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[- Are you on vacation? Can I go with you?
By amy, Section question corner
Posted on Fri Aug 22nd, 2003 at 08:11:30 AM EURODISCORDIA TIME
Happy Late August! The Boston Globe has this story about how Americans, who on average get/take comparatively little vacation as it is, are now moving more and more toward "working vacations." The longterm trend toward decreasing vacation in the US is old news. But one bit of the story, which I suspect might not be US-specific, caught my eye in particular...


[ --------------------------------------------- ]

From the article:

The irony is that ''working vacation'' came into the lingo with a wink and a nod. Now the ruse has become a reality. Fully equipped with the toys of e-mail, voice mail, cellphones, labor trumps leisure. It's the reason why 83 percent of vacationers, tethered by technology and anxiety and expectations, check in at the office.

83%??? Dang, should we believe that? Well maybe we should. I've been struggling to take a 'real' vacation all summer, but instead have had bits and pieces of leisure here and there in between other things. Which means, some days of not checking e-mail for awhile, either for relaxation or technical reasons... That seems perfectly reasonable to me, as I've never considered that people were expected to be tethered to their keyboards. However, my correspondents often react with dismay or apparent disbelief, continuing to mail me to ask me to respond to things even after I've explained I'll be offline. Why is that? We've discussed on Discordia in the past people's differing perceptions of the "presence" of other humans via e-mail. Cyberspace presence is a topic that I usually don't find all that interesting in the 'are we becoming post-human cyborgs?' context. I'm personally more interested in where our minds might be going than our bodies. Of course, those *are* somewhat interrelated. Raise your hand if you've got repetitive stress injury; woops - other hand...

Anyway, it seems that now that more people have "always on" internet connections, our minds are expected to be "always on" - or "always online" - too. Your thoughts? Is this all really a US-only phenomenon, or are the packets of human perpetualness pinging around in your country too?

Well, see you later - I'll be down at the beach...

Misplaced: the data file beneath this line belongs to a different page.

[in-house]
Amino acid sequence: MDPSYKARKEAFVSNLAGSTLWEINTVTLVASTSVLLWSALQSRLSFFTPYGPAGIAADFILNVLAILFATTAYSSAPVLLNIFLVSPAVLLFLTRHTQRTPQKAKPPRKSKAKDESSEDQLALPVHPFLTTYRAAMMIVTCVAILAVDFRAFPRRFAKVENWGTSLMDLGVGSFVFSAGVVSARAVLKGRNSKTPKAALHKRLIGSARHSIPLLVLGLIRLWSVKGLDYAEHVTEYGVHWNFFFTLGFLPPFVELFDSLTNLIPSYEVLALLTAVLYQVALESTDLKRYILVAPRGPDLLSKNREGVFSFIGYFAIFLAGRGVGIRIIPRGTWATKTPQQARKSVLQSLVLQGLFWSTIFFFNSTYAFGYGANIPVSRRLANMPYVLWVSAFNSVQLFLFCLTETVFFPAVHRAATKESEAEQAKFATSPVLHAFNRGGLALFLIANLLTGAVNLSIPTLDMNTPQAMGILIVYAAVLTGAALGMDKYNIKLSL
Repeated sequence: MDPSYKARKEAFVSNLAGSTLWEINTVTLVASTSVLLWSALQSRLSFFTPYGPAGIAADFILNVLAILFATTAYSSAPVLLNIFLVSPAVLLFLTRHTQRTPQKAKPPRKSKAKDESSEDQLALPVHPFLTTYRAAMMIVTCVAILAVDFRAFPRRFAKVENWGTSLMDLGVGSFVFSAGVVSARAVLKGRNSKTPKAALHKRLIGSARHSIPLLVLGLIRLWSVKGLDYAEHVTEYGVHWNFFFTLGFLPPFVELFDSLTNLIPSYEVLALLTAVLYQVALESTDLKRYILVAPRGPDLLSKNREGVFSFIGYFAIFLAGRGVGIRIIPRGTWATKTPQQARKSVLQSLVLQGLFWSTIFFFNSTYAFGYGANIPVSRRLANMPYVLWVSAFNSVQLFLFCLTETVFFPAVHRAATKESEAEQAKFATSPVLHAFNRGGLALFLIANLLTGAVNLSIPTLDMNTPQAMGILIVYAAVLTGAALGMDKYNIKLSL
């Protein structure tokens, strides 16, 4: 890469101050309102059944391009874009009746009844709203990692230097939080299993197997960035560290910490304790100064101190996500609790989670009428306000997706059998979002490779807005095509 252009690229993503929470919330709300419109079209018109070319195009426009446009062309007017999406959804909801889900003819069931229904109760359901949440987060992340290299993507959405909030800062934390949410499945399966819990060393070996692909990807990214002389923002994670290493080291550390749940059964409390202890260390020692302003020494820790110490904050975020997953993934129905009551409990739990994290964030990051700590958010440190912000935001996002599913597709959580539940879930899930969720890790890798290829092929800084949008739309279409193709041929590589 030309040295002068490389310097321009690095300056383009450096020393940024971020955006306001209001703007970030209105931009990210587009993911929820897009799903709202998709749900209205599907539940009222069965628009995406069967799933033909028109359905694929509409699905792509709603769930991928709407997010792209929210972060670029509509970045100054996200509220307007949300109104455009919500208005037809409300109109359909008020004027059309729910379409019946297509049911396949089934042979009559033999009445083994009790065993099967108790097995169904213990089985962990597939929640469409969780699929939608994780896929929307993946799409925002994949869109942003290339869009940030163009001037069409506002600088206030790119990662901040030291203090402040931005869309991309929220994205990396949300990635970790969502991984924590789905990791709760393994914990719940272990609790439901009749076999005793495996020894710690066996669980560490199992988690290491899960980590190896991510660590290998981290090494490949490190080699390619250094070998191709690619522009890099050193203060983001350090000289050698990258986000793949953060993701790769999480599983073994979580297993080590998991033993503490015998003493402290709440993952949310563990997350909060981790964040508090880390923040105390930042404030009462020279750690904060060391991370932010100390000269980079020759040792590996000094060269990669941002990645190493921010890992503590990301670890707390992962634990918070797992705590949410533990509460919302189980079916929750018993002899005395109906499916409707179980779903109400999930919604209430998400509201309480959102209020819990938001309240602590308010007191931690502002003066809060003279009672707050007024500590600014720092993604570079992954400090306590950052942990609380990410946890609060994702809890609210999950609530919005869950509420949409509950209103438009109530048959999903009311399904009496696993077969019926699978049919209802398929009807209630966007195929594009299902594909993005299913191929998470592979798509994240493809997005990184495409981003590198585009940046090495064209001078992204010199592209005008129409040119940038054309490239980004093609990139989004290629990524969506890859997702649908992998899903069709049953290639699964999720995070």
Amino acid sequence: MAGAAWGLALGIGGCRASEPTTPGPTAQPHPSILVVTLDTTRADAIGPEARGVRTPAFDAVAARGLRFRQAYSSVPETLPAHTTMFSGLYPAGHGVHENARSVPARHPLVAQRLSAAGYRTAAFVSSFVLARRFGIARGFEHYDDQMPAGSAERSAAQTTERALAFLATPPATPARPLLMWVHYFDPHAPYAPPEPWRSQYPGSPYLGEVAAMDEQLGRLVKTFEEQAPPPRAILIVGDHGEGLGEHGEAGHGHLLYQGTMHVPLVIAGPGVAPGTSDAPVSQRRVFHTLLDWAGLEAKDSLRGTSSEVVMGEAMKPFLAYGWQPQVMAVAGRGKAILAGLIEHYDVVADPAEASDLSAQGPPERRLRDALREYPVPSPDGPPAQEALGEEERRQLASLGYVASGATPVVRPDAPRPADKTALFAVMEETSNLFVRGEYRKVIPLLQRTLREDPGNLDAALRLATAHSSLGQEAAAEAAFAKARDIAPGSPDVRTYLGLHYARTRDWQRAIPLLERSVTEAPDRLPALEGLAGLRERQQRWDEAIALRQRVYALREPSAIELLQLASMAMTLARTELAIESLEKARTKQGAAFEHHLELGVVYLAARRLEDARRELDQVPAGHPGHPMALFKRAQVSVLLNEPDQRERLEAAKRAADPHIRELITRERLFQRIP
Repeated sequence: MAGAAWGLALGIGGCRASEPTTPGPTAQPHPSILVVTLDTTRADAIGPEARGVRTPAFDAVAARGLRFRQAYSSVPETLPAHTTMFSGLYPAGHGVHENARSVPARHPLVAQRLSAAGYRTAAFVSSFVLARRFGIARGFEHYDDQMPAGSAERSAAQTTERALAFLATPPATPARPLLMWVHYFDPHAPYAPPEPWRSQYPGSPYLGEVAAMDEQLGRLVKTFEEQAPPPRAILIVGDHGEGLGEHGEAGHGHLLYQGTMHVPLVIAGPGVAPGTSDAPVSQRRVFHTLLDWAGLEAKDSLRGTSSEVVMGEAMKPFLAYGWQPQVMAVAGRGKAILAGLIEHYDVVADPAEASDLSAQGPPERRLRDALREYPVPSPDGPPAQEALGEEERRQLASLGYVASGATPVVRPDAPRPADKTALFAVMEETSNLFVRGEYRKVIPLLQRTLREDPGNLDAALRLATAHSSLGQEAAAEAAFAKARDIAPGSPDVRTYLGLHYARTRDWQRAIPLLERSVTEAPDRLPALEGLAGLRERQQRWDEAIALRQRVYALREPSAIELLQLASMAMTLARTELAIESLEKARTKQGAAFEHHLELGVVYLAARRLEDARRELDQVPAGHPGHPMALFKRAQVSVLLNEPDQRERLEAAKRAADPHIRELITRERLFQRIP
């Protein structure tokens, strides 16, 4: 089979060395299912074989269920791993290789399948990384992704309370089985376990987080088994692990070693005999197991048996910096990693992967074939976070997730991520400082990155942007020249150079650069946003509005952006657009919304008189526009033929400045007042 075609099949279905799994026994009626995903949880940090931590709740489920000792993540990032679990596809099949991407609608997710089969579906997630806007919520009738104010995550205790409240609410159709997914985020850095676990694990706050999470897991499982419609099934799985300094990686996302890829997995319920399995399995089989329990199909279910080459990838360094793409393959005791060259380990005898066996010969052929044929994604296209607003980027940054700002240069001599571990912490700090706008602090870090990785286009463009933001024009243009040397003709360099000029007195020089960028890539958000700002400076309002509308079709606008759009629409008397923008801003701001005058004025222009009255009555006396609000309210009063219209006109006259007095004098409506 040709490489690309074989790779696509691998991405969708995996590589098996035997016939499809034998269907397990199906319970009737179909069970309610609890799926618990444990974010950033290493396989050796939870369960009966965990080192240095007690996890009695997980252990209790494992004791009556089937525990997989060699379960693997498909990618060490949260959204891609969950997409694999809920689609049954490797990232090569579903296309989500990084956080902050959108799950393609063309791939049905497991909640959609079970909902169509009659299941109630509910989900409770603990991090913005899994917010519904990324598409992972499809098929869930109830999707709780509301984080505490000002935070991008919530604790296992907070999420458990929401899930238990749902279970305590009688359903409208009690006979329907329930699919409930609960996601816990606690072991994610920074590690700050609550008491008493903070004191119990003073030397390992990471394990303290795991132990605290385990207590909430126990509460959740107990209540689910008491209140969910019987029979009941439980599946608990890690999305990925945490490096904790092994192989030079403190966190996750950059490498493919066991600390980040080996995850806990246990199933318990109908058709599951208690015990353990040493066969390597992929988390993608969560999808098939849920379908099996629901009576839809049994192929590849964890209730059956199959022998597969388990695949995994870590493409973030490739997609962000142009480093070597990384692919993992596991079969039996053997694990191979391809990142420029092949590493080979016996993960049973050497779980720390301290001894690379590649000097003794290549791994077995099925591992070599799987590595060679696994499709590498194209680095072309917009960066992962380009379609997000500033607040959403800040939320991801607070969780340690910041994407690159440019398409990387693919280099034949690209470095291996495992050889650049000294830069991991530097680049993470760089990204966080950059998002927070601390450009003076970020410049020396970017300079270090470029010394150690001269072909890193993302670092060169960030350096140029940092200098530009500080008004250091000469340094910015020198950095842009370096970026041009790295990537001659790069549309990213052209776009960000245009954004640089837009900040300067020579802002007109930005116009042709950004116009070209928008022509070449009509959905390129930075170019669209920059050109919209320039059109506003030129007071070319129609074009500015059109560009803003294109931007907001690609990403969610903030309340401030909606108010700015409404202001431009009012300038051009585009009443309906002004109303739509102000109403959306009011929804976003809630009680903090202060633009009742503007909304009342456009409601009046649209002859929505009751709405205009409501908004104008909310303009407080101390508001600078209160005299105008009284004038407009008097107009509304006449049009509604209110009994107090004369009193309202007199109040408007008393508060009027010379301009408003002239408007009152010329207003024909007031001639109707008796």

[ --------------------------------------------- ]

Are you on vacation? Can I go with you? | 2 comments
[new] You are already with me?!? (Avg. Score: none / Raters: 0) (#1)
by PeterHuetmannsberger (huetmann <at> on Sun Aug 24th, 2003 at 12:23:34 PM EURODISCORDIA TIME
(User Info)

This is one article I could happily have done without. Only last night at a party, we didn't get to until way after 10 pm, for various work related reasons "guilt" and "work" and "summer" became a topic.

"I work, therefore I am" seems to have become the norm these days, and every time I want to escape this trap, there is an Internet Cafe round the corner, and being a system administrator amongst other things all the machines in my care pop up in my mind calling for attention. Bad organisation? I could have asked someone else to look after them. In fact I did, but why is it, that I can't take a break?

While 20 years ago, we were on the road, and our friends knew we could show up any time, today we are online, showing our virtual presence permanently. And what better excuse than to go on with our work.

Being offline, appears to be put into a state of non existence,and the postcard from Crete to our friends just takes too long to make sure the world realises we have not ceased to be.

Amongst the administrators in my immediate surroundings the question is being asked, what it would be like to not have a keyboard, and access to the Internet for 2 weeks. Turn off the mobile and be gone. I often wonder if it is possible, even thinkable. But I don't really want to know!

Down at the beach there is wireless access, you know!

Are you on vacation? Can I go with you? | 2 comments

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